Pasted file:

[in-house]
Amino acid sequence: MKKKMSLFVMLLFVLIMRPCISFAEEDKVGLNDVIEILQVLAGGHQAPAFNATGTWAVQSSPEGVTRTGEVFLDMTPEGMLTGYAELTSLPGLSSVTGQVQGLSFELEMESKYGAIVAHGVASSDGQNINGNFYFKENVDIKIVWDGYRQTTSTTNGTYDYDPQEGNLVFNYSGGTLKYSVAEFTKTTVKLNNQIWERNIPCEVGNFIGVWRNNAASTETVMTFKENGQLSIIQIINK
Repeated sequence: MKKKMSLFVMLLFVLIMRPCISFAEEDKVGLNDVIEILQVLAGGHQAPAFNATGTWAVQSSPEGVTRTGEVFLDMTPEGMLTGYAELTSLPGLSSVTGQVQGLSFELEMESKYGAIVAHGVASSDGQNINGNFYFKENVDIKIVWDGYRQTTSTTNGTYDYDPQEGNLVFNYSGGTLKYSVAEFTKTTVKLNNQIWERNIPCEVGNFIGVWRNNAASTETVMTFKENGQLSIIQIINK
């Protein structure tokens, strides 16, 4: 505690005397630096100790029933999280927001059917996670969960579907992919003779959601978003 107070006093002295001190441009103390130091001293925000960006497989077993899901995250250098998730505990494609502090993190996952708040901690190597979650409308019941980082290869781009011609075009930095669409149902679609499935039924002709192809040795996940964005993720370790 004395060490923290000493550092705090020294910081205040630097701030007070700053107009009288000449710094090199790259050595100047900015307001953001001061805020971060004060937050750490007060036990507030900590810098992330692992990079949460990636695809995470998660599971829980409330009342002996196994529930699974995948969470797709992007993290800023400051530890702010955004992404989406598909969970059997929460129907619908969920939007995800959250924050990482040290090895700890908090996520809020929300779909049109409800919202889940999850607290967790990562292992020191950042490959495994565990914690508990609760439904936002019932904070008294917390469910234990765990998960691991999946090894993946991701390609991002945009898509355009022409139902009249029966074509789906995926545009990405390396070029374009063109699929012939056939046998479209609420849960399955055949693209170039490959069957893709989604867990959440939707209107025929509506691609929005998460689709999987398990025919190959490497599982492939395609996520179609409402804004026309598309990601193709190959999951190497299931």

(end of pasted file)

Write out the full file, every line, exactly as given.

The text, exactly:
[in-house]
Amino acid sequence: MKKKMSLFVMLLFVLIMRPCISFAEEDKVGLNDVIEILQVLAGGHQAPAFNATGTWAVQSSPEGVTRTGEVFLDMTPEGMLTGYAELTSLPGLSSVTGQVQGLSFELEMESKYGAIVAHGVASSDGQNINGNFYFKENVDIKIVWDGYRQTTSTTNGTYDYDPQEGNLVFNYSGGTLKYSVAEFTKTTVKLNNQIWERNIPCEVGNFIGVWRNNAASTETVMTFKENGQLSIIQIINK
Repeated sequence: MKKKMSLFVMLLFVLIMRPCISFAEEDKVGLNDVIEILQVLAGGHQAPAFNATGTWAVQSSPEGVTRTGEVFLDMTPEGMLTGYAELTSLPGLSSVTGQVQGLSFELEMESKYGAIVAHGVASSDGQNINGNFYFKENVDIKIVWDGYRQTTSTTNGTYDYDPQEGNLVFNYSGGTLKYSVAEFTKTTVKLNNQIWERNIPCEVGNFIGVWRNNAASTETVMTFKENGQLSIIQIINK
């Protein structure tokens, strides 16, 4: 505690005397630096100790029933999280927001059917996670969960579907992919003779959601978003 107070006093002295001190441009103390130091001293925000960006497989077993899901995250250098998730505990494609502090993190996952708040901690190597979650409308019941980082290869781009011609075009930095669409149902679609499935039924002709192809040795996940964005993720370790 004395060490923290000493550092705090020294910081205040630097701030007070700053107009009288000449710094090199790259050595100047900015307001953001001061805020971060004060937050750490007060036990507030900590810098992330692992990079949460990636695809995470998660599971829980409330009342002996196994529930699974995948969470797709992007993290800023400051530890702010955004992404989406598909969970059997929460129907619908969920939007995800959250924050990482040290090895700890908090996520809020929300779909049109409800919202889940999850607290967790990562292992020191950042490959495994565990914690508990609760439904936002019932904070008294917390469910234990765990998960691991999946090894993946991701390609991002945009898509355009022409139902009249029966074509789906995926545009990405390396070029374009063109699929012939056939046998479209609420849960399955055949693209170039490959069957893709989604867990959440939707209107025929509506691609929005998460689709999987398990025919190959490497599982492939395609996520179609409402804004026309598309990601193709190959999951190497299931």